Anguttara Nikaya


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Anguttara Nikāya
Pañcaka Nipāta
15. Tikaṇḍaki Vaggo

The Book of the Gradual Sayings
The Book of the Fives

Chapter XV: Three-thorn Grove

Sutta 148

Sappurisa-Dāna Suttaɱ

A Good Man's Gifts

Translated by E. M. Hare

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[1][than][olds] Thus have I heard:

Once the Exalted One dwelt near Sāvatthī;
and there he addressed the monks, saying:

'Monks.'

'Yes, lord,' they replied;
and the Exalted One said:

'Monks, these five are a good man's gifts.

What five?

He gives a gift in faith,
with deference,
in time,
with unconstrained[1] heart,
he gives a gift without hurt to self or others.

And in giving a gift in faith,
wheresoever the full[2] result of that gift ripens,
there comes wealth, riches and great property,
and he is fair to look upon,
handsome,
with the wondrous beauty of the lotus.[3]

And in giving a gift with deference,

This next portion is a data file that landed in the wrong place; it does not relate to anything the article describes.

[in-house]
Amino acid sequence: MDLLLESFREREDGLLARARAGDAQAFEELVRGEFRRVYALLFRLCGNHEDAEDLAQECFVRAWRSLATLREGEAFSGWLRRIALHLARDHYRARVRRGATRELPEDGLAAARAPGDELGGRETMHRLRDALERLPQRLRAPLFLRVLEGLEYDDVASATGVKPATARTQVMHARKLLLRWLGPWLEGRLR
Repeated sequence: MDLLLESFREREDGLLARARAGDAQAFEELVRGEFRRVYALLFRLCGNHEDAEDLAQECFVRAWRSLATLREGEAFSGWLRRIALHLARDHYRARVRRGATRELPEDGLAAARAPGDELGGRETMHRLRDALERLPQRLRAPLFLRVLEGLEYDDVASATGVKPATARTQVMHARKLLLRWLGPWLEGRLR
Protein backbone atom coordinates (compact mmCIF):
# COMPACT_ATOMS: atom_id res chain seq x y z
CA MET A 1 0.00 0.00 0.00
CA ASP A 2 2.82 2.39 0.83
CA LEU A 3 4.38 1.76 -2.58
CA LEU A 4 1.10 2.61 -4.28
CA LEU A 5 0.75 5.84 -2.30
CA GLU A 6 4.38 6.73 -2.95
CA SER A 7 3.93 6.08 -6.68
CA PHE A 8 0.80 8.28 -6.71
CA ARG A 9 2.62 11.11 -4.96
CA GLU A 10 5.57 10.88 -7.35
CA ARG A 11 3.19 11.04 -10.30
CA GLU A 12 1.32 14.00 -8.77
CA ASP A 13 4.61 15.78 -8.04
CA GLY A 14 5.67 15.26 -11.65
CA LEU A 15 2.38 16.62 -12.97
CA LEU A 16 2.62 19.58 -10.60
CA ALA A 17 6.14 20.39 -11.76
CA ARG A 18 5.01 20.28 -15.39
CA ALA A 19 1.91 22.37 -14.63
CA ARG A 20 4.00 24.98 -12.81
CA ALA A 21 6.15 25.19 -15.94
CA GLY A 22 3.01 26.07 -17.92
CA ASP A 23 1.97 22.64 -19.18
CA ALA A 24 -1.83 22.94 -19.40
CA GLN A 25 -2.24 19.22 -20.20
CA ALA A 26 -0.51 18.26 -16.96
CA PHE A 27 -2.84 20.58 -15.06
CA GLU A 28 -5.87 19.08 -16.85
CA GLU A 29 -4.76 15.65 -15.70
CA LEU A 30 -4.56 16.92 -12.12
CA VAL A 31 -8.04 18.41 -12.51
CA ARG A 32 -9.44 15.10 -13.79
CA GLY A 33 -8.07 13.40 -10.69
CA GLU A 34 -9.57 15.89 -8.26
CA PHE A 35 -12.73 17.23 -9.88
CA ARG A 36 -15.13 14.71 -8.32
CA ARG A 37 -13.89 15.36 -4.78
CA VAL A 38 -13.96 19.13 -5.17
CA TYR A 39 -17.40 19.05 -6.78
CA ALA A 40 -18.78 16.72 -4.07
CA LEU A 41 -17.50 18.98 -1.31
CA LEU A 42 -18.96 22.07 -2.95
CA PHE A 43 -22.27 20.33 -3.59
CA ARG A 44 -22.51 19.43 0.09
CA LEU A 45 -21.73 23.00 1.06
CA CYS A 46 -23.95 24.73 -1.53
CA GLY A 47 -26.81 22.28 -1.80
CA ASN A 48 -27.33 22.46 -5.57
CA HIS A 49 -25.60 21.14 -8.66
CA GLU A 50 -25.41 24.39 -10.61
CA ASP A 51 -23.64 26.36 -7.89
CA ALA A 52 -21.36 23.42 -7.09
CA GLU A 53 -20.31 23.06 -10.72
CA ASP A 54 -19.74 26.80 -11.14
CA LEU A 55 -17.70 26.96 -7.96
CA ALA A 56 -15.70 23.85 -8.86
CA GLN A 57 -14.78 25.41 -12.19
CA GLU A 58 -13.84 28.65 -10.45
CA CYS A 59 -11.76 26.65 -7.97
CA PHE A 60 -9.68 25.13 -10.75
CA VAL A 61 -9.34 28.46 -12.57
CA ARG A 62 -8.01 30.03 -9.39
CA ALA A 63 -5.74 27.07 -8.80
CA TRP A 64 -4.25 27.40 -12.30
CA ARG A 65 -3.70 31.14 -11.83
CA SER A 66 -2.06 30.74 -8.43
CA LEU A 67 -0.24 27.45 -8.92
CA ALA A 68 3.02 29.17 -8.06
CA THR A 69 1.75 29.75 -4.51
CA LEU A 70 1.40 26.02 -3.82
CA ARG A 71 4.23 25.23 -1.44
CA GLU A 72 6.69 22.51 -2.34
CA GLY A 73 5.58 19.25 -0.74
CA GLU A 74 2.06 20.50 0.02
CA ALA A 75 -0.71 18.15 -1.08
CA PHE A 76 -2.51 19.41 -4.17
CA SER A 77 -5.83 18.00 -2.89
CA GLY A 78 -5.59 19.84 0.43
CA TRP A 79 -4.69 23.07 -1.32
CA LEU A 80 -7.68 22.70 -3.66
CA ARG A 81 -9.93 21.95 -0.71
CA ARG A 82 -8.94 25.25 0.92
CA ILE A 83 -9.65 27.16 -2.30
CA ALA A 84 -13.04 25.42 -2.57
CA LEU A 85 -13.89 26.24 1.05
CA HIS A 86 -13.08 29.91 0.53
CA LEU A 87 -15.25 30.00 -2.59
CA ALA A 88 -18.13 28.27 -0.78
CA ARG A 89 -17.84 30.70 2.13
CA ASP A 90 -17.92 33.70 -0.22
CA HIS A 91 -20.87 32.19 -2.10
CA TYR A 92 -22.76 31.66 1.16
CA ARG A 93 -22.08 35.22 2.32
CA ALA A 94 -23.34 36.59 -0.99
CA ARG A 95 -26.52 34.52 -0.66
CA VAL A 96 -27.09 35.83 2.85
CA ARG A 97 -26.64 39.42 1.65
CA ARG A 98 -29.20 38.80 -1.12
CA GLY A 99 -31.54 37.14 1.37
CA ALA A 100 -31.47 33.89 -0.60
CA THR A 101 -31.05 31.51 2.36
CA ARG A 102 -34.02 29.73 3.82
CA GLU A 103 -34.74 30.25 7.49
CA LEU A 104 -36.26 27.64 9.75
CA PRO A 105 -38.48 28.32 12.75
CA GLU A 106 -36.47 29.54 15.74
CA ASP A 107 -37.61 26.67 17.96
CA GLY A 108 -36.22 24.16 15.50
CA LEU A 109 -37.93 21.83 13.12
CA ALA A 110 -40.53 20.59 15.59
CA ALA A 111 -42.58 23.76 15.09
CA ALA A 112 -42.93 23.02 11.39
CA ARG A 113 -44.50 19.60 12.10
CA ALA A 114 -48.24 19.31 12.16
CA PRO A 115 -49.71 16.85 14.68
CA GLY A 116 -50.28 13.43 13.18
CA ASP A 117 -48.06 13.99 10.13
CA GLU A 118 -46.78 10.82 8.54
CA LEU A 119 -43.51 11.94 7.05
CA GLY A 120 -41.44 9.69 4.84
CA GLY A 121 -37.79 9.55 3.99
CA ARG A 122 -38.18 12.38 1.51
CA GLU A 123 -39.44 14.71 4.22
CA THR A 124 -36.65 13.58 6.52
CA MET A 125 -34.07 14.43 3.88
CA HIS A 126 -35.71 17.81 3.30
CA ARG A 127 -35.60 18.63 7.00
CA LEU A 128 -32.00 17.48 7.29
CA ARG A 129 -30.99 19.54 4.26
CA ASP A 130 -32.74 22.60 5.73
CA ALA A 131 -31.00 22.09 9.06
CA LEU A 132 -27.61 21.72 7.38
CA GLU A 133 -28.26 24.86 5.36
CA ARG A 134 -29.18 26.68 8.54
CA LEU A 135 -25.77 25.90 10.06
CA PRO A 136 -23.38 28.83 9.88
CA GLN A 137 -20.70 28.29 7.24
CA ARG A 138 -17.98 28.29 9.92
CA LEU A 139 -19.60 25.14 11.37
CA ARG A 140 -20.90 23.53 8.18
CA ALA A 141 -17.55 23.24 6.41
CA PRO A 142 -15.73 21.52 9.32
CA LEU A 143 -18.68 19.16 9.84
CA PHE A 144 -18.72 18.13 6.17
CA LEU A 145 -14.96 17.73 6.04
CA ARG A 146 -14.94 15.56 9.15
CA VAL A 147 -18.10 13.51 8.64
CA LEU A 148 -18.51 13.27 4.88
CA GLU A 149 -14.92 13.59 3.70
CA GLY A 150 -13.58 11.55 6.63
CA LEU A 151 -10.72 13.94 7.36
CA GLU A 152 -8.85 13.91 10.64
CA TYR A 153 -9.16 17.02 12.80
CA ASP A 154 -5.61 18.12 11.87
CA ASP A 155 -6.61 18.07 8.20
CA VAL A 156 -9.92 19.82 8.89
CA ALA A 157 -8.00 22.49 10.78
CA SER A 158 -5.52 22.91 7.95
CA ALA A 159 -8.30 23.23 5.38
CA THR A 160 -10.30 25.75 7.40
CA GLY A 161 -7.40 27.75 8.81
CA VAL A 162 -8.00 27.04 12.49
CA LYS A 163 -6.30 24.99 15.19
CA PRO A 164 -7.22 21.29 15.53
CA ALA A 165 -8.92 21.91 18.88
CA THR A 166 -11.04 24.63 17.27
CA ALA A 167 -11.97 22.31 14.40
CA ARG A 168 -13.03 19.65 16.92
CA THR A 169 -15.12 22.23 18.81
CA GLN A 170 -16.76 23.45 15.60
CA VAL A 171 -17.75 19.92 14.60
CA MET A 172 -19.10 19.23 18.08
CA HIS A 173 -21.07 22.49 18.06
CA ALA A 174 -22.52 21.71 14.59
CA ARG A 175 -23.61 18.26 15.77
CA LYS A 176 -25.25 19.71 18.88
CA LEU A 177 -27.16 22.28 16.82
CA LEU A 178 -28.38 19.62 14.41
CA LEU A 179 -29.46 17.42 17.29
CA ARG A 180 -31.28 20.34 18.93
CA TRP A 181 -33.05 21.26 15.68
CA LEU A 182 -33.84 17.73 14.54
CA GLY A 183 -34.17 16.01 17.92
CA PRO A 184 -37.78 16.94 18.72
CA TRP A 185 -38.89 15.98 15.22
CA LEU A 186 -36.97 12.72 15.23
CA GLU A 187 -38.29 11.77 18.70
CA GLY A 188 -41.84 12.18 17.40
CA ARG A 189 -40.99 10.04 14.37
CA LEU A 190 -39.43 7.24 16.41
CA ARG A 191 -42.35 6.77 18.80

wheresoever the full result of that gift ripens,
there comes wealth, riches and great property,
and his[4] children and wife,
his slaves, messengers and work-folk
hearken diligently unto him,
lend ear
and serve him with understanding heart.[5]

And in giving a gift in time,
wheresoever the full result of that gift ripens,
there comes wealth, riches and great property,
and the goods that come to him in time[6]
are abundant.

And in giving a gift with unconstrained heart,
wheresoever the full result of that gift ripens,
there comes wealth, riches and great property,
and he bends the mind
to enjoy the fulness[7]
of the fivefold joy of the senses.

And in giving a gift without hurt to self or others,
wheresoever the full result of that gift ripens,
there comes wealth, riches and great property,
and never from anywhere
comes hurt to his property
either from fire
or water,
rajahs
or thieves,
or impious heirs.[8]

Verily, monks, these are the five gifts of a good man.'

 


[1] Our text reads anuggahitacitto; so S.e., but Comy. with v.l. anaggahīta-, observing: agahitacitto, muttacāgo hutvā. See DhS. trsl. 301 n. and above, Ī 44 n.

[2] Vipāka.

[3] Cf. above, Ī 75.

[4] D. i, 230; A. iv, 303; Vin. i, 10; above, Ī 79.

[5] Aññācittaɱ.

[6] Kālāgatā c'assa atthā pacurā The Comy. is not very clear, but I think it means atthā come, not in old age (vayo-vuddka-kāle), but in the fit and proper time, in youth (paṭhama-vayasmiɱ).

[7] Uḷāra.

[8] Cf. below V, Ī 227.


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